3 More Lessons from 2016’s Biggest Recalls (Part 3)
Estimated Reading Time: 6 minutes
Last week, we looked at some of the major recalls of 2016 with a focus on complex supply chain management in part 2 of this series. Saving the worst for last, an analysis of last year’s recalls cannot exclude the companies below nor the critical lessons their mistakes revealed. Taking a more serious turn, no food company can go without reflecting on some of the worst failures of the year.
Traceability Goes Beyond ‘One Step Forward, One Step Back’
Lessons from CRF Frozen Foods
It was a difficult process for the CDC to find the source of a listeriosis outbreak identified in March 2016, during which nine were hospitalized and three died across four US states beginning in September 2013. Interviews with the afflicted and their families led the CDC to investigate the O Organic brand of frozen vegetables, produced by CRF Frozen Foods. Another frozen vegetable brand from the same company, True Goodness, was also identified through routine product sampling by the Ohio Department of Agriculture. With the latest whole genome sequencing technologies, the CDC was able to link all nine cases to these products.
The recall was massive in scale; more than 350 consumer products sold under 42 separate brands were recalled, as well as at least 100 other products from other companies that used CRF Frozen Foods as a supplier.
The cause appears to have been two-fold. First, federal inspectors found that damaged equipment at the facility precluded proper cleaning and maintenance. Second, the FDA found genetic links between samples collected from Oregon Potato Co. in Washington State in March 2016 and seven of the consumers sickened, prompting yet another recall for wholesale onions that rippled through the supply chain as well.
Listeria Kills: Take Responsibility or Risk Dire Consequences
Lessons from Dole
CRF Frozen Food’s recall constitutes a nightmare for most food companies, but Dole showed us that it can most certainly get worse. No stranger to recalls as producers of relatively high-risk salad products, Dole is currently under investigation by the US Department of Justice following a listeriosis outbreak that killed four and hospitalized 33.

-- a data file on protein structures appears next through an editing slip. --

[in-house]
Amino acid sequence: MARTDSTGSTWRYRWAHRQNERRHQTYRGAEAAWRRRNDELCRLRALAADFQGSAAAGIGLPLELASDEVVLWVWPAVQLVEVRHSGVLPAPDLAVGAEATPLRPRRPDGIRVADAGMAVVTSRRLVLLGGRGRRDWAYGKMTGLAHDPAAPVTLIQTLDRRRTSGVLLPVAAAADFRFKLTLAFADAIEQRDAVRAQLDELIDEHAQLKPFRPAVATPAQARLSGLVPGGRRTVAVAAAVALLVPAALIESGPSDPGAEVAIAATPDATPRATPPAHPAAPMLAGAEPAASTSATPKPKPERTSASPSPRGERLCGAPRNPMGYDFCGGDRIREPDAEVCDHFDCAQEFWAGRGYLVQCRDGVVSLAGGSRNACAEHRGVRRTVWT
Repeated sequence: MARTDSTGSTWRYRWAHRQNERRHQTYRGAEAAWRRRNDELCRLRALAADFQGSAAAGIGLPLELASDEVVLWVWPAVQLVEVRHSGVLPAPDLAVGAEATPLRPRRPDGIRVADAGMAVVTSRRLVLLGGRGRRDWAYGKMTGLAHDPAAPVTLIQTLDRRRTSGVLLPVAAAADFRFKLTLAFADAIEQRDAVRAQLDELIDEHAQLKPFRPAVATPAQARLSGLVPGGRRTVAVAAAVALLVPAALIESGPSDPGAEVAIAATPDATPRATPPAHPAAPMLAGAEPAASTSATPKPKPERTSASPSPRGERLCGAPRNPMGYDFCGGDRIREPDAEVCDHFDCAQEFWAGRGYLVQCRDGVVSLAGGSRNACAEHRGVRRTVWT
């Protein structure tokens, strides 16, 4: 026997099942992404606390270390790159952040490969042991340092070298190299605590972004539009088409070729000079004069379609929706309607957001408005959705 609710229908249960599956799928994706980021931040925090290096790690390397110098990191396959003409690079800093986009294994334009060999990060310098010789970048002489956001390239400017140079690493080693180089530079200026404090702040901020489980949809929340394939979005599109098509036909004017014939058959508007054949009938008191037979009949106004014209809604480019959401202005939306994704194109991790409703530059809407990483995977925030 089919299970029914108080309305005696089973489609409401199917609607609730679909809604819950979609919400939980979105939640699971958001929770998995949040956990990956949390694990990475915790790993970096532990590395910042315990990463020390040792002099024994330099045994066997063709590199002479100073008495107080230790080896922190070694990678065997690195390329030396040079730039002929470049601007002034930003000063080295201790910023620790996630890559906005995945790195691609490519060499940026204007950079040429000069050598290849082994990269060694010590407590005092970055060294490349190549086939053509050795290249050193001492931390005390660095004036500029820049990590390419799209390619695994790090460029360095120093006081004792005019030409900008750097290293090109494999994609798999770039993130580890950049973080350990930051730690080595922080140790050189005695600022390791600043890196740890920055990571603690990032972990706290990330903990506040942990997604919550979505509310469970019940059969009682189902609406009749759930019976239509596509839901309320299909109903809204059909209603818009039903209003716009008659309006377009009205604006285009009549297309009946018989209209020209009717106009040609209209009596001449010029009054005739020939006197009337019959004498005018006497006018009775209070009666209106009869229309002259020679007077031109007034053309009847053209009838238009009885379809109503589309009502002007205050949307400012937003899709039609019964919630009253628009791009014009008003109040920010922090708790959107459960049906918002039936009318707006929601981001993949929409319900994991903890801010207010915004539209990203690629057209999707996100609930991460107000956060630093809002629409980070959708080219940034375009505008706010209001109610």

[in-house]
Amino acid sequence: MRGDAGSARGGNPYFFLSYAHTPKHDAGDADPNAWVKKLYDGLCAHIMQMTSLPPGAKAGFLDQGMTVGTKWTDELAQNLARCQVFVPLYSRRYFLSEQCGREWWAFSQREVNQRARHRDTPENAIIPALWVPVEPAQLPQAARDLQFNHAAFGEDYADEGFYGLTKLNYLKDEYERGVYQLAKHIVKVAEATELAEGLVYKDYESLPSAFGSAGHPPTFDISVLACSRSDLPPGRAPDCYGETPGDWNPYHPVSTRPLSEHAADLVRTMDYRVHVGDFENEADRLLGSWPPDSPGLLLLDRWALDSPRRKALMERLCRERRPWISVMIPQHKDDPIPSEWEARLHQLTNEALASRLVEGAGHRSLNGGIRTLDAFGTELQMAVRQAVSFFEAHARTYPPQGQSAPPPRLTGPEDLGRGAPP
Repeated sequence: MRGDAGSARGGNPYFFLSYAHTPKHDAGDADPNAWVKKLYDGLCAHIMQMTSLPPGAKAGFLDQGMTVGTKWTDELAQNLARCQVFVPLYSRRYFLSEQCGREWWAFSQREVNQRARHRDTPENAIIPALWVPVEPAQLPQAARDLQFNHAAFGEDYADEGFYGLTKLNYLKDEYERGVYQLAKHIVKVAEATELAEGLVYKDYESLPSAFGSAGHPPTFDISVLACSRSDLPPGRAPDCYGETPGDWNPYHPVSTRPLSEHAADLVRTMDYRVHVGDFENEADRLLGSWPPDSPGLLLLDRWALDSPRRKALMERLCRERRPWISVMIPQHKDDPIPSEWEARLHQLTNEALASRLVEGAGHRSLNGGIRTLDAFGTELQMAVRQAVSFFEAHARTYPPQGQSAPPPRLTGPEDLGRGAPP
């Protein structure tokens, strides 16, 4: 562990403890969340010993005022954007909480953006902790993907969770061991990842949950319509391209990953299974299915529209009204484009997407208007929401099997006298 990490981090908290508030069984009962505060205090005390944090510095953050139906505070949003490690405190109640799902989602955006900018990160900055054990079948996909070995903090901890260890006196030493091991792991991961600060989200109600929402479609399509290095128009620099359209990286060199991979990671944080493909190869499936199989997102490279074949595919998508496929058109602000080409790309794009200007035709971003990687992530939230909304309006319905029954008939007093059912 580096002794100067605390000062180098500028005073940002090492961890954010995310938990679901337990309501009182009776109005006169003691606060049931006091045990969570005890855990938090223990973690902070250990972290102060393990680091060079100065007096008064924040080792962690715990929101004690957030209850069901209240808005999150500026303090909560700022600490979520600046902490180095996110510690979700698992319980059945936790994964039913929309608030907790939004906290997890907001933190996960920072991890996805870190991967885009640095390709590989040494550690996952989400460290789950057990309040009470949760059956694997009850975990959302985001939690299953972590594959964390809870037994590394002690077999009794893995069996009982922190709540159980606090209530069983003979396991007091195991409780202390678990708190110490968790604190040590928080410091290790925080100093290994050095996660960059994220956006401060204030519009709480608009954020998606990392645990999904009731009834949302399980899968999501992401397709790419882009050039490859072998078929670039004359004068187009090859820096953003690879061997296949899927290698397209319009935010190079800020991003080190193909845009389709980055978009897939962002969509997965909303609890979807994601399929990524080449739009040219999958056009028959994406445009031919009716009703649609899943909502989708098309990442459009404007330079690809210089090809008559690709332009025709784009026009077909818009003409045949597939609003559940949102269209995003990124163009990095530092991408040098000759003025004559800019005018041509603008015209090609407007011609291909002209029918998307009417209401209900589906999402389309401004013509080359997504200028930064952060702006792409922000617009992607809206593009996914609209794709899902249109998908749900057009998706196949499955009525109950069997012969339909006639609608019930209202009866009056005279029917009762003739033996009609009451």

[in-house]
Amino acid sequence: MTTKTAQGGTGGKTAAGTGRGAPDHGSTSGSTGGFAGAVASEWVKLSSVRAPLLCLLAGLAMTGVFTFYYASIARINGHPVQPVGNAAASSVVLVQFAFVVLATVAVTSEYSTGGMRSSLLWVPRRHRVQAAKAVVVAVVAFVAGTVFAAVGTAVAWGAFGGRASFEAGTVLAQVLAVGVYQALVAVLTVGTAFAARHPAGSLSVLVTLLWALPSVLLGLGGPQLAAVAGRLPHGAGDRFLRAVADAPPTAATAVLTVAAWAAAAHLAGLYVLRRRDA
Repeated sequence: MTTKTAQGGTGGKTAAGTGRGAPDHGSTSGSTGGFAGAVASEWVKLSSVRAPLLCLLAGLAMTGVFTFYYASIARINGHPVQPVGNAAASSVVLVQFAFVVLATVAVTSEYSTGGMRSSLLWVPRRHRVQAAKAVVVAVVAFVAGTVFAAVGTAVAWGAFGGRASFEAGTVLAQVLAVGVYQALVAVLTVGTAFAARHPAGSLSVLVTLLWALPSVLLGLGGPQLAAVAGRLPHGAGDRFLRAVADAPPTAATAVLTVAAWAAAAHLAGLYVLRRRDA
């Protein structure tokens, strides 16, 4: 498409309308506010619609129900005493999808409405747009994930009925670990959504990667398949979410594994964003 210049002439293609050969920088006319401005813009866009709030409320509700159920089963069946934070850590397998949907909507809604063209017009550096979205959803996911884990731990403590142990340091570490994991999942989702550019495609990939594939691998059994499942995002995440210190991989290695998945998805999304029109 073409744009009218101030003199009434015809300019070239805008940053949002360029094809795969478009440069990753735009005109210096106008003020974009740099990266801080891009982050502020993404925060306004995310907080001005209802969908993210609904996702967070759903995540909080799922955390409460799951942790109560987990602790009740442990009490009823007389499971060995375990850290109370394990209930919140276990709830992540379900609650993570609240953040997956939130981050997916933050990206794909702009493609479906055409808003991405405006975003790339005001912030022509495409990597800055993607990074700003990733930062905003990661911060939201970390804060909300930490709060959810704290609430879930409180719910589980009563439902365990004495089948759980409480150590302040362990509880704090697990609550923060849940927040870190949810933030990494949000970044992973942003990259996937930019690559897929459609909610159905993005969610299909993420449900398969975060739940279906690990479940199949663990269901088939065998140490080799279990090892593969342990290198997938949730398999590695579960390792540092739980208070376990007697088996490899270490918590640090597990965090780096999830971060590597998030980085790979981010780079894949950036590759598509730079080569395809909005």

The outbreak began in September 2015 and extended across multiple American states and Canadian provinces, leading federal agencies to identify the Dole facility in Springfield, Ohio as the source of the outbreak. The investigation revealed that company officials knew that Listeria tests from their products came back positive several times as far back as 2014.
A widespread recall was issued for salads produced at that facility in January 2016, but the facility was back in production two months later. As opposed to flour and other products recalled this year, the upside is that the shelf life of salad products is relatively short and easily traced. The problem was exponentially worsened by the length of time the Listeria contamination was kept under wraps, leading the leading supplier to continue to ship the dangerous product to thousands for over a year.
The problems at the facility go even further. At least as early as March 2014, the FDA cited 16 problems at the facility that caused food safety risks, including failures in routine sanitation and facility maintenance.
Nurture a Food Safety Culture: Fix Problems Promptly and Thoroughly
Lessons from Kellogg, Sabra, and Bar-S
Kellogg Eggo waffles were recalled again for risk of Listeria following a similar incident in 2009. Rather than the Buttermilk Waffles, 10 000 cases of Nutri-Grain Whole Wheat Waffles were recalled this time in 25 states. No illnesses were reported, but the FDA had previously sent Kellogg two letters pointing out a serious of health and safety violations (“significant violations of the Current Good Manufacturing Practices”) at two separate facilities in the state of Georgia.